More pressures and torture imposed on political prisoners
Thursday, 15 January 2009
NCRI: Jan. 14, 2009: The ruling religious fascism in Iran has intensified pressure on political prisoners in order to break them down mentally. One political prisoner, Mr. Mansour Rodpour, was transferred last week to the solitary confinement ward known as Ward 8 at Gohardasht prison in Karaj (near Tehran). Last month, he tolerated solitary confinement in Ward 1 of the prison, known literally as the “dog pound.” After being severely tortured, he now has trouble walking, and remains under the supervision of the mullahs’ Islamic Revolutionary Guard Corps. He is not allowed to talk to other prisoners.The area known as the “dog pound,” which is equipped with cameras and eavesdropping devices, is considered as one of the most terrifying torture chambers of the mullahs’ regime, and is used to break down unyielding political prisoners.Groups of henchmen from the regime’s Ministry of Intelligence and Security (MOIS) attack the defenceless prisoners who are blindfolded and whose hands and feet are enchained. The henchmen use sticks and electric batons to beat the prisoners and carry out some of the most brutal forms of torture.Prisoners are deprived of the most basic necessities and have no access to pharmaceutical drugs or medical care. They are only allowed to exit their cells three times a day for their personal needs.Mansour Rodpour was arrested by MOIS agents on May 17, 2007 while travelling on Chalous road. He spent 25 days in safe houses under torture. Deprived of a lawyer and right of defence, on August 23, 2008, he was tried at the mullahs’ “Revolutionary Court,” Branch #1, by a MOIS agent identified as Asef Hosseini, and sentenced to 5 years in prison. Mr. Rodpour has been banned from family visits.Another political prisoner, Hashem Shahin Nia, who has been exiled at the Central prison in Bushehr (southern Iran) for more than a year, is in dire physical condition after facing brutal torture and due to intolerable prison conditions. Despite the need to be treated by doctors, the regime’s henchmen refrain from providing medical attention to Mr. Shahin Nia. He is, in addition, currently suffering from a heart condition. He is accused of participating in the 2005 protest gathering outside the notorious Evin prison in Tehran as well as having ties to the People’s Mojahedin Organization of Iran (PMOI), and has been sentenced to seven years in prison.According to obtained reports, Ms. Hamideh Nabavi Chashemi, Ms. Shahnaz Gholami, Ms. Hanna Abdi, Ms. Zeinab Bayazidi, Ms. Ronak Safarzadeh, Ms. Zahra Assadpour, and Mr.`s Seyyed Zohour Nabavi, Mohammad Nikbakht, Yasser Majidi, Saeed Sangar, Jafar Eghdami, Farhad Haj Mirzaii, Hoad Yazerlou, Farzad Kamangar, Farhad Vakili Fard, Ali Heydarian, Mohammad Sedigh Kaboudvand, Hamidreza Mohammadi, Hamidreza Borhani, Saeed Masouri, Saeed Shah Ghale, Gholamhossein Kolbi, Mansour Osanlou, Arjang Davoudi, Ebrahim Madadi, Mohammad-Ali Mansouri, Ali Zaremi, Misagh Yazdan Nejad, Abbas Khorsandi, Behrouz Javid Tehrani, Ahmad Danesh Pazir, Saleh Kohandel, Ali Moezzi, Ali Mohammad Hassani, Ayatollah Kazemeini Boroujerdi, and hundreds of other political prisoners who are incarcerated or exiled in the regime’s torture chambers, face some of the most grueling pressures and forms of physical and mental tortures.In addition, Shiraz University students, including Saeed Khalaatbari, Arash Roustaii, Hadi Alam Li, Enayat Taghva, Ahmad Kohansal, Esmaeel Jalil Vand, Hamdollah Namjou, and Alma Ranjbar, who were summoned and arrested after widespread university protests marking the occasion of Student Day on December 6, 2008, are currently spending time at the mullah regime’s MOIS secret locations.The Iranian Resistance warns about the intensification of pressures and torture on political prisoners, and calls on all international human rights organizations and bodies to refer the dossier of the inhumane regime’s crimes to the UN Security Council and adopt immediate and binding measures aimed at stopping the brutal suppression of prisoners in Iran.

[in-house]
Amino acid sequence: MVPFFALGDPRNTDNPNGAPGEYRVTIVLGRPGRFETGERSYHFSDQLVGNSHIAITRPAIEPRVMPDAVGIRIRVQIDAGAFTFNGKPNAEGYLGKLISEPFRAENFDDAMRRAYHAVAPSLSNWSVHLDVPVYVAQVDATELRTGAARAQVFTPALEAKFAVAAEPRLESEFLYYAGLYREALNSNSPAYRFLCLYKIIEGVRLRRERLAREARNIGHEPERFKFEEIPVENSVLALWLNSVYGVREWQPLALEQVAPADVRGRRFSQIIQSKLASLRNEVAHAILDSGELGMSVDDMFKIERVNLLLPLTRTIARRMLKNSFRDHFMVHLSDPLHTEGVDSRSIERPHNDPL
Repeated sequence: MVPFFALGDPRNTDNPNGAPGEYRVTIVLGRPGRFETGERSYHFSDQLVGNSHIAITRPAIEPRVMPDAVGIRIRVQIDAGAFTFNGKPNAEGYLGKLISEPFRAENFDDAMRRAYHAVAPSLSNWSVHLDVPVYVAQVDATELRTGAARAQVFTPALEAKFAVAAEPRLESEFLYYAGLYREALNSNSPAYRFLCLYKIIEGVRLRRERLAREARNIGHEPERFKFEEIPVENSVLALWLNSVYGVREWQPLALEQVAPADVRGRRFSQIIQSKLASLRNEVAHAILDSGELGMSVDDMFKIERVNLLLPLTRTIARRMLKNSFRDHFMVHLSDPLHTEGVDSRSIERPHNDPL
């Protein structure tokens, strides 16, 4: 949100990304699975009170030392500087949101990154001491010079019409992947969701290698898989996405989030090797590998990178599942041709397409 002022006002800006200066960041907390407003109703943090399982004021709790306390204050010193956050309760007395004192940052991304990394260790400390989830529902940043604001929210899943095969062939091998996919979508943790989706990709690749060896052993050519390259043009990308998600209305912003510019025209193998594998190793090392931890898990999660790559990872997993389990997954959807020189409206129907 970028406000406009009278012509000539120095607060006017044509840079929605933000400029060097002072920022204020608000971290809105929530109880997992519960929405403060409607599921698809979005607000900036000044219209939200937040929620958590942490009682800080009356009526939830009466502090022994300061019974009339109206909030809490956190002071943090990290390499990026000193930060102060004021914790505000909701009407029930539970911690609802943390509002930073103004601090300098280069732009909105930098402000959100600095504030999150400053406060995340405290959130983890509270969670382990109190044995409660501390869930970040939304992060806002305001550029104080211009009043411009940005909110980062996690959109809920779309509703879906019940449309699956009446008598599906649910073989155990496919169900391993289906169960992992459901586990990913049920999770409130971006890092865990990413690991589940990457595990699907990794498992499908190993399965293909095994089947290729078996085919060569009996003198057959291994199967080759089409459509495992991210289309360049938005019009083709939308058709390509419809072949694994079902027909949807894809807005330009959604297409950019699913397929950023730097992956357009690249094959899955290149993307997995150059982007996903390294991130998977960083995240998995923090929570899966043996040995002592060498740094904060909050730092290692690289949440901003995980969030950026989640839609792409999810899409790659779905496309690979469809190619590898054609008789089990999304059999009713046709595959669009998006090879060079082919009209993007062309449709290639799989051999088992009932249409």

Two prisoners hanged in public in Iran
Two prisoners were hanged in public by Iran’s judiciary in Chamrun Square in the southern city of Jahrom, reported the official daily Kayhan on Tuesday. The men were identified as Mojtaba R. and M.H.A. On January 31, 2008, the mullahs’ judiciary chief, Mahmoud Hashemi Shahroudi, ordered death penalty should be carried out behind close doors. 'We have repeatedly seen that people expressed sympathy with the person who was going to be hanged in public. People even expressed their abhorrence at the execution of the sentence,' said the assistant prosecutor for sentences in Tehran’s criminal prosecution office, the state-run daily Javan reported on January 31, 2008. 'With far less expenditure, executions could be carried out in prison,' he added. The state-run websites also admitted to the adverse effects of public hangings and noted that the victims’ gestures before being hanged deeply affected the young people and left heroes image in their minds. These websites regretted that in addition to generating hatred among people, public hangings have also damaged the status of the regime in the world.